For this cheese and onion loaf, which is Wright's Cheese & Onion Bread Mix the whole thing can be completed in 90 minutes, which is very fast indeed for bread. The results are great too, as is the case with most of the mixes I have tried from various sources.  As I did mine by hand those are the instructions I give below.   The dough doesn't have to be a loaf, it can be divided into pieces to form rolls(but reduced baking time to 15 minutes).
Bread Mix - Cheese & Onion Loaf

Bread Mix - Cheese & Onion Loaf - Video

  • 500g Cheese & Onion Bread Mix
  • 320g luke warm water
  1. In a large bowl put the bread mix and make a well in the centre.
  2. Add the lukewarm water.
  3. Mix together for 5 minutes, using a spoon or your hand, making sure all is combined.
  4. Flour the worksurface and tip the dough out onto it..  Leave for 5 minutes
  5. Knead the dough for 2 minutes, using more flour on the surface if still sticky.
  6. Form into a ball
  7. Leave for a further five minutes.
  8. Form the ball of dough into the shape you want, either to go in a 2lb loaf tin or to bake in a round on baking tray.
  9. Cover with a tea towel, or clingfilm, and leave to rest for 30 to 40 minutes, until doubled in size.
  10. As the dough is proving preheat the oven to 230C/210C Fan/410F.
  11. Bake in the oven for 30 minutes until the loaf sounds hollow when the underside is tapped.
  12. Turn out onto a wire rack and allow to cool completely.

Sunday, 26 February 2017

Eccles Cakes

Eccles Cakes are named after a town in Lancashire, England.  They are made with a flaky pastry, though some people use puff pastry, and have a spicy currant and chopped peel filling.  I really like Eccles Cakes, and especially the lovely flaky pastry.  I make mine with all butter, using a recipe from BBC Good Food, though varying the technique slightly.

The recipe above says it will make 8 but, depending on size, you can get more than that. Instead of cutting my pastry to 12cm circles I used a 10cm (4 inch) cookie cutter.  That allowed me to actually make 18 Eccles cakes, of a reasonable size.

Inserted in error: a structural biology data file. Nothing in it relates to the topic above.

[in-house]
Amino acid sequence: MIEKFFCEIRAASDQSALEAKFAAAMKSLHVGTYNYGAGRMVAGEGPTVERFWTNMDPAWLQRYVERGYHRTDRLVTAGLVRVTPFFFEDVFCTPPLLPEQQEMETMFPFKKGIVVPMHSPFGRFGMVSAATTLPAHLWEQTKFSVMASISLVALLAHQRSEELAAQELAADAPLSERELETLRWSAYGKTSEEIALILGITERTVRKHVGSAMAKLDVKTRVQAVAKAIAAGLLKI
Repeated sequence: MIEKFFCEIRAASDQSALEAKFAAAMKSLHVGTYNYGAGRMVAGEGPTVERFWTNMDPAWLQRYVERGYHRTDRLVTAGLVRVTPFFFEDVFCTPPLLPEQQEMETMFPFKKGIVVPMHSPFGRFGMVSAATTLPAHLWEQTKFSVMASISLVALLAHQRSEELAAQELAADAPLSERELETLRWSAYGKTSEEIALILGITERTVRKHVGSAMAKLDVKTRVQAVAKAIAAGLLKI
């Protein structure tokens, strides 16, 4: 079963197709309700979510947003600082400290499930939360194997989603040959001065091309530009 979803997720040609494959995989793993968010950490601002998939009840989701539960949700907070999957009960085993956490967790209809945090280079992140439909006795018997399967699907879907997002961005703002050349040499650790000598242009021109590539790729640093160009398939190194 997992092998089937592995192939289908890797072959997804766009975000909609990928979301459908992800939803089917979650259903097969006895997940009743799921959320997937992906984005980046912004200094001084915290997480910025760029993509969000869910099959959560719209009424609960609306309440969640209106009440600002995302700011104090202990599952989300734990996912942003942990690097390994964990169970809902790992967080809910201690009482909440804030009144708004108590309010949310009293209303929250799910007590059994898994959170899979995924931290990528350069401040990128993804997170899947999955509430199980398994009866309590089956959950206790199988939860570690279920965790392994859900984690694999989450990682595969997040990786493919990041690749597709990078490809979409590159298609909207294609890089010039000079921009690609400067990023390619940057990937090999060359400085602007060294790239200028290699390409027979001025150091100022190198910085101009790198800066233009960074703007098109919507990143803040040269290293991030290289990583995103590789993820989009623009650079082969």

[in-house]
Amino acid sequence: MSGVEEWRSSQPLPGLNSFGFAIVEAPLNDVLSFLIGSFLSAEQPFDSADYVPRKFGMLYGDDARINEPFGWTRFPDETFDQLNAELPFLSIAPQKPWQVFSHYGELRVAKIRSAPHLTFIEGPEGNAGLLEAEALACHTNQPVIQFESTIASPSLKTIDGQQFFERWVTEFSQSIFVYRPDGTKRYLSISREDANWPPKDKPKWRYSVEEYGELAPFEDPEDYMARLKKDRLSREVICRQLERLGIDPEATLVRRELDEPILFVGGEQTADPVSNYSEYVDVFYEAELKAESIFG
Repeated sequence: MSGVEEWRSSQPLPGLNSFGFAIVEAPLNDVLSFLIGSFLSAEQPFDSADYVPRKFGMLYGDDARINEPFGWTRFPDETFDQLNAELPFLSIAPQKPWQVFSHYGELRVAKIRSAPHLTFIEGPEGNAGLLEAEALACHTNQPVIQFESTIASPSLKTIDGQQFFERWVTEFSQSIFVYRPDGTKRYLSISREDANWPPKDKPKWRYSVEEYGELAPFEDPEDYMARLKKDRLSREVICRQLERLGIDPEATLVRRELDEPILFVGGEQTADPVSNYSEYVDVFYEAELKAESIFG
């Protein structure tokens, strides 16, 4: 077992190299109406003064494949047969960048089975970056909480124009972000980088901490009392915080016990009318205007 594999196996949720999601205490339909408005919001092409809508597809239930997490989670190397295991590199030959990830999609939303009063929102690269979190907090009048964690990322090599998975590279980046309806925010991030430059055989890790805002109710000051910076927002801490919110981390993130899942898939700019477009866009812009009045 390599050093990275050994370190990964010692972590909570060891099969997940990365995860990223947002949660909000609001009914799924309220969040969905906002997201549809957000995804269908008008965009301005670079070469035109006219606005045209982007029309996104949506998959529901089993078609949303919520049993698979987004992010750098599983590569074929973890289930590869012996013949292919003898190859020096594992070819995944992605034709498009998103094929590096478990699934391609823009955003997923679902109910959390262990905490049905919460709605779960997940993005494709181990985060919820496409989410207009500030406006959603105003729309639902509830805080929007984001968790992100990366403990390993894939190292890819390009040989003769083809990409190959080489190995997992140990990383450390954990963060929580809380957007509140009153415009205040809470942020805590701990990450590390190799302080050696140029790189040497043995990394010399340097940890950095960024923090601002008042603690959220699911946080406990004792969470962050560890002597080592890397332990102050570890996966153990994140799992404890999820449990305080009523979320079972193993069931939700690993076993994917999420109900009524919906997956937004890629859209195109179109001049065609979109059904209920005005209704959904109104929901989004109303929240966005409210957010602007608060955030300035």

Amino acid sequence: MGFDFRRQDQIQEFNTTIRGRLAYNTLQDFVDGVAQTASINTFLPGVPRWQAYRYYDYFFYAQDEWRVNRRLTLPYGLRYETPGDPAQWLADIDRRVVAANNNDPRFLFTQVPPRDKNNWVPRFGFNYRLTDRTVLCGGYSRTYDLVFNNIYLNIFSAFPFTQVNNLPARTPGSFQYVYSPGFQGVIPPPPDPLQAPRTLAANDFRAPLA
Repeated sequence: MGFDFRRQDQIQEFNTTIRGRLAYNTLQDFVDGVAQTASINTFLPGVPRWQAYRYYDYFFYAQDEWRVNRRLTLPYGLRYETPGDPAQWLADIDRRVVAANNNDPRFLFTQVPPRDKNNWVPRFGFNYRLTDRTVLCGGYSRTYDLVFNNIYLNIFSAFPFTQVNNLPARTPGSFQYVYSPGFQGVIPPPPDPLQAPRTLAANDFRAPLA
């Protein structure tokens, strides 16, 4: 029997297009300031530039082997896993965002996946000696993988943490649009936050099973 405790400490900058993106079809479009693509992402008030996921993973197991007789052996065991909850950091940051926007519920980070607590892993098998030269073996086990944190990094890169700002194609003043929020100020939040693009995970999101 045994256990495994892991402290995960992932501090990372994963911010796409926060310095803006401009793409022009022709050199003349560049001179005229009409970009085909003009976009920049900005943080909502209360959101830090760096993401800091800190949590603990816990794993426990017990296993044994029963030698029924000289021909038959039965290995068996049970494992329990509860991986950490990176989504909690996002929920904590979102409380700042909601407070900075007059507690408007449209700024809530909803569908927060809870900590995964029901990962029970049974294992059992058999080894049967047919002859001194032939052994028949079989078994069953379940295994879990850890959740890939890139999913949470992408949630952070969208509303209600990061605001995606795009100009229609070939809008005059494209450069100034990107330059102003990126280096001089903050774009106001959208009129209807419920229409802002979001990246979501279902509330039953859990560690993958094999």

As I had cut out smaller rounds than recommended in the recipe, I kept an eye on them as they baked in case i needed to remove them sooner than suggested for the larger ones, but 20 minutes was an ideal time for them to colour nicely and to cook the pastry right through.

They taste great, the lovely buttery and flaky pastry and the rich, fruity filling are ideal to be eaten whilst still warm.  But they are also great when completely cooled down.  They are not overly sweet either, since there is no sugar in the pastry, just in the filling.  I just love them and can hardly stop eating them.

Eccles Cakes
Eccles Cakes - Video
For the pastry
  • 250g block cold butter, cut in cubes and placed in the freezer to go very hard
  • 350g plain flour
  • juice ½ lemon
  • 100ml iced water
For the filling
  • 25g butter
  • 200g currants
  • 50g mixed chopped peel
  • 100g light muscovado sugar
  • 1 tsp each of cinnamon, ginger and ground allspice
  • zest of 1 lemon and 1 orange
  •  3tbsp of orange juice
To glaze
  • 1 egg white, lightly beaten
  • 3 tbsp preserving sugar, or granulated sugar if you don't have preserving sugar
  1. Melt the 25g of butter in a saucepan.
  2. In a bowl mix the currants and chopped peel together.
  3. Add the spices and the muscovado sugar and mix again.
  4. Add the lemon and orange zest, and the orange juice and mix again.
  5. Pour in the melted butter and mix for a final time until all is combined.  Then set aside until needed.
  6. Tip flour into the bowl of a food processor with half the butter and pulse to the texture of breadcrumbs. 
  7. Pour in the lemon juice and 100ml iced water, and pulse to a dough. 
  8. Tip in the rest of the butter and pulse a few times until the dough is heavily flecked with butter. It is important that you don’t overdo this as the flecks of butter are what makes the pastry flaky.
  9. On a floured surface roll the pastry out to a neat rectangle about 20 x 30cm. 
  10. Fold the two ends of the pastry into the middle , then fold in half . 
  11. Roll the pastry out again and refold the same way 3 more times resting the pastry for at least 15 mins each time between roll and fold, then leave to rest in the fridge for at least 30 mins before using.
  12. Heat the oven to 220C/200C Fan/425F and line one or two baking trays with parchment paper.
  13. To make the cakes, roll the pastry out until it’s just a little thicker than a £1 coin and cut out rounds about 12cm across, use a smaller cutter if you dont want large ones, I used at 10cm cookie cutter. 
  14. Re-roll the trimming if needed, and cut out again.
  15. Place a good heaped tablespoon of mixture in the middle of each round.
  16. Brush the edges of the rounds with water, then gather the pastry around the filling and squeeze it together . 
  17. Flip them over so the smooth top is upwards and pat them into a smooth round. Flatten each round with a rolling pin to an oval until the fruit just starts to poke through, then place on a baking tray. 
  18. Cut 2 little slits in each Eccles cake and brush generously with egg white and sprinkle with the sugar .
  19. Bake the Eccles cakes for 15-20 mins until  golden brown and sticky. 
  20. Leave to cool on a rack and enjoy while still warm or cold with a cup of tea. If you prefer, Eccles cakes also go really well served with a wedge of hard, tangy British cheese such as Lancashire or cheddar.